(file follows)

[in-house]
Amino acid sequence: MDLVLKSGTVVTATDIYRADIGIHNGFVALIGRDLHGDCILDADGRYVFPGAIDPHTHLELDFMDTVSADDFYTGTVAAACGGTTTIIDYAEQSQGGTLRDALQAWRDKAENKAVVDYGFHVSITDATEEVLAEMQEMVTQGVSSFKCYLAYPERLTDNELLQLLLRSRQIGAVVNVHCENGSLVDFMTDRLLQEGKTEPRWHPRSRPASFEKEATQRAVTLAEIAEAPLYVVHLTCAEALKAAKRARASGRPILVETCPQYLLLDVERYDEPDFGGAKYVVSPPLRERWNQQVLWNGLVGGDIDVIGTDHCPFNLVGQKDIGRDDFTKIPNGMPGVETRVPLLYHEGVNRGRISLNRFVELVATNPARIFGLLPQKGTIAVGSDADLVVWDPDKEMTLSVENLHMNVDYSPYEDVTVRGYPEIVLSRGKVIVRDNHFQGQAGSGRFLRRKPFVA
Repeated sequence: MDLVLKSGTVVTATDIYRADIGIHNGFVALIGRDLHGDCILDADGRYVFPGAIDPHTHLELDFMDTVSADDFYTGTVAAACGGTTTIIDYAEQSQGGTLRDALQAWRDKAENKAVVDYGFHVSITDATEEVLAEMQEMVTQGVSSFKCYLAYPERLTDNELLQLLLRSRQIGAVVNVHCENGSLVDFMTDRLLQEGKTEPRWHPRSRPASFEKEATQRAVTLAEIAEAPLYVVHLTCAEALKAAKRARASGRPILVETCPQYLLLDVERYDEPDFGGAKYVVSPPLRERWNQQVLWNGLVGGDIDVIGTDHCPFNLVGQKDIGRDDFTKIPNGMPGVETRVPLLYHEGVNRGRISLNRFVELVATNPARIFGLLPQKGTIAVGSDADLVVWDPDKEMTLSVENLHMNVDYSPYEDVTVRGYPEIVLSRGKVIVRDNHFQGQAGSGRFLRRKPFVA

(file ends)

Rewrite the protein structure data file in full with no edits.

[in-house]
Amino acid sequence: MDLVLKSGTVVTATDIYRADIGIHNGFVALIGRDLHGDCILDADGRYVFPGAIDPHTHLELDFMDTVSADDFYTGTVAAACGGTTTIIDYAEQSQGGTLRDALQAWRDKAENKAVVDYGFHVSITDATEEVLAEMQEMVTQGVSSFKCYLAYPERLTDNELLQLLLRSRQIGAVVNVHCENGSLVDFMTDRLLQEGKTEPRWHPRSRPASFEKEATQRAVTLAEIAEAPLYVVHLTCAEALKAAKRARASGRPILVETCPQYLLLDVERYDEPDFGGAKYVVSPPLRERWNQQVLWNGLVGGDIDVIGTDHCPFNLVGQKDIGRDDFTKIPNGMPGVETRVPLLYHEGVNRGRISLNRFVELVATNPARIFGLLPQKGTIAVGSDADLVVWDPDKEMTLSVENLHMNVDYSPYEDVTVRGYPEIVLSRGKVIVRDNHFQGQAGSGRFLRRKPFVA
Repeated sequence: MDLVLKSGTVVTATDIYRADIGIHNGFVALIGRDLHGDCILDADGRYVFPGAIDPHTHLELDFMDTVSADDFYTGTVAAACGGTTTIIDYAEQSQGGTLRDALQAWRDKAENKAVVDYGFHVSITDATEEVLAEMQEMVTQGVSSFKCYLAYPERLTDNELLQLLLRSRQIGAVVNVHCENGSLVDFMTDRLLQEGKTEPRWHPRSRPASFEKEATQRAVTLAEIAEAPLYVVHLTCAEALKAAKRARASGRPILVETCPQYLLLDVERYDEPDFGGAKYVVSPPLRERWNQQVLWNGLVGGDIDVIGTDHCPFNLVGQKDIGRDDFTKIPNGMPGVETRVPLLYHEGVNRGRISLNRFVELVATNPARIFGLLPQKGTIAVGSDADLVVWDPDKEMTLSVENLHMNVDYSPYEDVTVRGYPEIVLSRGKVIVRDNHFQGQAGSGRFLRRKPFVA